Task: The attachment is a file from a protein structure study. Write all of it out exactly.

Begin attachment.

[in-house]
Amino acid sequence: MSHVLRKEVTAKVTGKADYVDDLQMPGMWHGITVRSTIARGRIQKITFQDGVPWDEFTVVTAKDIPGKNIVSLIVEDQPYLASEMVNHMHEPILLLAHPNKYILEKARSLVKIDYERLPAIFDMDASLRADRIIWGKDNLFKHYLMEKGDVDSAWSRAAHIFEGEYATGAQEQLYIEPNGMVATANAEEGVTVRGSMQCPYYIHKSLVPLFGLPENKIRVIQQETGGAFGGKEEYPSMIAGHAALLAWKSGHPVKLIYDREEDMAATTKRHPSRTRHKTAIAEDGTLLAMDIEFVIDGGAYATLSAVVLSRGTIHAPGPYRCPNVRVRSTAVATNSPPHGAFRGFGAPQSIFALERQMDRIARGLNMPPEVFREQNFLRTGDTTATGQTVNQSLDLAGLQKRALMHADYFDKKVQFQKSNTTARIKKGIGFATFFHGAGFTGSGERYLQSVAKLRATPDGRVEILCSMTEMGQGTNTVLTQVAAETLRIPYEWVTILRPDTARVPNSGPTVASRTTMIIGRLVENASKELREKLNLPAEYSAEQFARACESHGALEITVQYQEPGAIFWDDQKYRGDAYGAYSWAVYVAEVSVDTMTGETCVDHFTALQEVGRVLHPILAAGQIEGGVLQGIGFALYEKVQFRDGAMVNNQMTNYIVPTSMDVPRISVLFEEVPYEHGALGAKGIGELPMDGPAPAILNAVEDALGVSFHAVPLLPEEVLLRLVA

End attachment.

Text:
[in-house]
Amino acid sequence: MSHVLRKEVTAKVTGKADYVDDLQMPGMWHGITVRSTIARGRIQKITFQDGVPWDEFTVVTAKDIPGKNIVSLIVEDQPYLASEMVNHMHEPILLLAHPNKYILEKARSLVKIDYERLPAIFDMDASLRADRIIWGKDNLFKHYLMEKGDVDSAWSRAAHIFEGEYATGAQEQLYIEPNGMVATANAEEGVTVRGSMQCPYYIHKSLVPLFGLPENKIRVIQQETGGAFGGKEEYPSMIAGHAALLAWKSGHPVKLIYDREEDMAATTKRHPSRTRHKTAIAEDGTLLAMDIEFVIDGGAYATLSAVVLSRGTIHAPGPYRCPNVRVRSTAVATNSPPHGAFRGFGAPQSIFALERQMDRIARGLNMPPEVFREQNFLRTGDTTATGQTVNQSLDLAGLQKRALMHADYFDKKVQFQKSNTTARIKKGIGFATFFHGAGFTGSGERYLQSVAKLRATPDGRVEILCSMTEMGQGTNTVLTQVAAETLRIPYEWVTILRPDTARVPNSGPTVASRTTMIIGRLVENASKELREKLNLPAEYSAEQFARACESHGALEITVQYQEPGAIFWDDQKYRGDAYGAYSWAVYVAEVSVDTMTGETCVDHFTALQEVGRVLHPILAAGQIEGGVLQGIGFALYEKVQFRDGAMVNNQMTNYIVPTSMDVPRISVLFEEVPYEHGALGAKGIGELPMDGPAPAILNAVEDALGVSFHAVPLLPEEVLLRLVA